A prosthetic limb can transform the life of someone who has lost a limb through an accident or amputation, or who was born without one or more limbs.
Prosthetics are one of the most sophisticated forms of assistive technology and potentially one of the most expensive, so the NDIS rules can be complicated.
Today we take a deep dive into prosthetics and what the NDIS is likely to fund.
Meeting NDIS requirements for prosthetic limbs.
There are many types of prosthetic limbs that vary in complexity and the functions they provide. A prosthetic may be a simple device that is all about function or a more enhanced version that looks and performs like a natural limb. 
The NDIS has a dedicated guideline for prosthetic limbs. It considers the following factors when deciding on the amount of funding that it will provide for prosthetics:
- Your weight
- Your goals
- Your ability to use, put on and remove the limb
- Your ability to care for the limb
- Medical needs such as the residual limb shape and skin integrity.
Value for money.
Due to the expense associated with prosthetic limbs, the NDIS must be satisfied the purchase represents value for money. It will take into account the following:
- The cost must be reasonable and relative to the benefits it offers you. The cost includes labour and engaging a prosthetist, while benefits may be your ability to complete everyday tasks independently or work.
- The value of the prosthetic compared with the cost of alternative supports or similar components that may meet your needs and goals. That means the NDIS may consider the cost of providing alternative or lower grade options.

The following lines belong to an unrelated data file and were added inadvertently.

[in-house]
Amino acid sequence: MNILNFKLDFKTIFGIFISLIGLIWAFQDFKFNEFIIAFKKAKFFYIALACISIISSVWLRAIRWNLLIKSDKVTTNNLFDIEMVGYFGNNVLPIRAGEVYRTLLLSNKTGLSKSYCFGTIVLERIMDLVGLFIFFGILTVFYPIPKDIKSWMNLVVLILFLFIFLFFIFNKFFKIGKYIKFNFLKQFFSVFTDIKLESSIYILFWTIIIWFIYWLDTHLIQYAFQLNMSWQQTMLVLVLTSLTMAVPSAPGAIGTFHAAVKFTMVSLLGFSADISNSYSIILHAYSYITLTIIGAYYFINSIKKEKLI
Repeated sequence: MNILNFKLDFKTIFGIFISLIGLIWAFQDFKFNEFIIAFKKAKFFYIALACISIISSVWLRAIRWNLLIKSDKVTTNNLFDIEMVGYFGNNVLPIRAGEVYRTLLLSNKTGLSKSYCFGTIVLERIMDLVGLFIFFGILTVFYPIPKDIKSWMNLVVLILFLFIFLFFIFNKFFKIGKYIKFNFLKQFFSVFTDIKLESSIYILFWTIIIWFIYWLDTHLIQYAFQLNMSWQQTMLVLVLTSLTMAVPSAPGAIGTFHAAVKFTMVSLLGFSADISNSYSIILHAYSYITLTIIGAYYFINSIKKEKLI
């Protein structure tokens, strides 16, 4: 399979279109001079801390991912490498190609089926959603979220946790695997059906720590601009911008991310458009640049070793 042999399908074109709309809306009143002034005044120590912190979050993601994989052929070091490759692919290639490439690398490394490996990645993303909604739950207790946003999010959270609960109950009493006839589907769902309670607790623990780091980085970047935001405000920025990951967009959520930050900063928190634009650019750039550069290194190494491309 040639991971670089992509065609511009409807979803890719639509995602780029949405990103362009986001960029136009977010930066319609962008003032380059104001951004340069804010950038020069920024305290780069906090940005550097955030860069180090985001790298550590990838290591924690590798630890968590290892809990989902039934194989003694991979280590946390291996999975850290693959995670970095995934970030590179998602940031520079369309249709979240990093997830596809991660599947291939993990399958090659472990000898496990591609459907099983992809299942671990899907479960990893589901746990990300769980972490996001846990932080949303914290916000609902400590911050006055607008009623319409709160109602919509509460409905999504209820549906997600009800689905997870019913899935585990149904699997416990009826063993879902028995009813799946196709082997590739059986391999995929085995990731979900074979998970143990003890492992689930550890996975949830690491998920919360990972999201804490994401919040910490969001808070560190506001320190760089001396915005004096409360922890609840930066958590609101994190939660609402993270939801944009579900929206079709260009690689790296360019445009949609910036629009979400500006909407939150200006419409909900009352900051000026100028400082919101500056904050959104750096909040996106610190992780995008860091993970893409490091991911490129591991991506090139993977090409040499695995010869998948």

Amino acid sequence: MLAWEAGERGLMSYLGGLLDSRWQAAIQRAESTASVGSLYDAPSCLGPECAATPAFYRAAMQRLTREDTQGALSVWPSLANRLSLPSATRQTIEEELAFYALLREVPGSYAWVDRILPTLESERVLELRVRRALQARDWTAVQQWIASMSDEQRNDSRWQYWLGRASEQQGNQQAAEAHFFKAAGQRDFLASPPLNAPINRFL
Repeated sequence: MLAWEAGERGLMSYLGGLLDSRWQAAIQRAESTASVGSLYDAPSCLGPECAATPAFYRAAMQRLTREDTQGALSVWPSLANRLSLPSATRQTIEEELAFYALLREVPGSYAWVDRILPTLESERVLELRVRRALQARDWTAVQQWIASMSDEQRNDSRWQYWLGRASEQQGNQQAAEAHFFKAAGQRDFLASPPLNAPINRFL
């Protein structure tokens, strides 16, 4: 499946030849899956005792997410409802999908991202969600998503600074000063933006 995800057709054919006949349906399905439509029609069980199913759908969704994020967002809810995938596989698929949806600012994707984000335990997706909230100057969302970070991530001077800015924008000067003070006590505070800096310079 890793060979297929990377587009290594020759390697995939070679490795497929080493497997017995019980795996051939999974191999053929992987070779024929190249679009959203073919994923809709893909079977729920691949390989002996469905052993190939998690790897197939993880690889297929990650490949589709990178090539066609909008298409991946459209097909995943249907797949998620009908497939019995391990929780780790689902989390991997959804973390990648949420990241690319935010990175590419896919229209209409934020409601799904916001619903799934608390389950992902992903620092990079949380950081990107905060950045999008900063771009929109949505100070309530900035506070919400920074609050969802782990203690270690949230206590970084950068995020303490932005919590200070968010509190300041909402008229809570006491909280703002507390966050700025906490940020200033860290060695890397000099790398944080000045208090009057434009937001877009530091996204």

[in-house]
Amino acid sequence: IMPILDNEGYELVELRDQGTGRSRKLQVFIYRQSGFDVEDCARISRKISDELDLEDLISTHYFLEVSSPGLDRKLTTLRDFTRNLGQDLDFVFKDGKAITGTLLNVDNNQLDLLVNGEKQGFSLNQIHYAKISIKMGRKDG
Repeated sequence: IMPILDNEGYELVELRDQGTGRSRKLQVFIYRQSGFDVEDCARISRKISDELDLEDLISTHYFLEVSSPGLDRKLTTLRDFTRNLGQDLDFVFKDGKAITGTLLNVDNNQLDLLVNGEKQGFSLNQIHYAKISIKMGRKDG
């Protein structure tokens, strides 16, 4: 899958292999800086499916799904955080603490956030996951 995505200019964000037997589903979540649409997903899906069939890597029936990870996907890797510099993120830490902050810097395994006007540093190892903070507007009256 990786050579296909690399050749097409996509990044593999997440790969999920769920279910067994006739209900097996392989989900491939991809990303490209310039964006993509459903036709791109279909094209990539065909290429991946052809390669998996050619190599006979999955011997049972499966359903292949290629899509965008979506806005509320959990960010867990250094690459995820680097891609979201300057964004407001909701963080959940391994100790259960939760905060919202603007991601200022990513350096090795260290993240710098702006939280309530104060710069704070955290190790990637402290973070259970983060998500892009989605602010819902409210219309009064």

For any assistive technology, the NDIS will only usually fund items that are the minimum grade required to achieve the needs of the participant. For prosthetics, the minimum grade requirement applies to socket materials, componentry and coverings.
The NDIS will consider the following regarding grades of components:
- Your expected or known level of function
- Functional needs related to your usual surroundings such as floors
- Demands on the limb.
What are K levels and how does the NDIS view them?
You will sometimes see prosthetics referred to according to a ‘K’ classification. There are five functional levels for prosthetic users from K0 to K4.
The NDIA will fund prostheses for participants up to K2 classification and consider higher prostheses for people up to K3 and K4 classification.
What the NDIS may fund:
- Assessment and specification
- Some maintenance, repairs and component replacement
- Set up, delivery, fitting and major adjustments
- Other costs such as residual limb socks and sheaths (6 per year)
- Some upper limb myoelectric prostheses
- Limbs external to osseointegrated implants
- Professional advice and support to build independence.
What the NDIS will not fund:
- Interim prosthetics for rehabilitation
- High cost supports that do not demonstrate greater benefits or value for money
- Repairs or maintenance covered by consumer guarantees or warranties
- Repairs due to damage caused by misuse
- A secondary or spare prosthetic limb.
Secondary waterproof prosthetics are only considered if they are connected with your goals and associated with recreational supports.
If your preferred support is not fully covered by the NDIS due to it having a higher level of function or customisation, you can contribute personal funds.
Getting started with supports.
A prosthetic limb is a stated support under the NDIS and can only be added to an NDIS Plan after a formal assessment.
The NDIS will usually fund replacements at approximately three year intervals or sooner if required for children under 18.
Leap in! can help.
We specialise in supporting our members at each step of the NDIS process – from preparing for their first NDIS Plan to managing budgets and paying providers.
To get in touch with our experienced team, call 1300 05 78 78, email email@example.com or chat with us online.
 NDIS, Including specific types of supports in plans operational guideline – Prosthetic limbs, accessed 31 May 2021.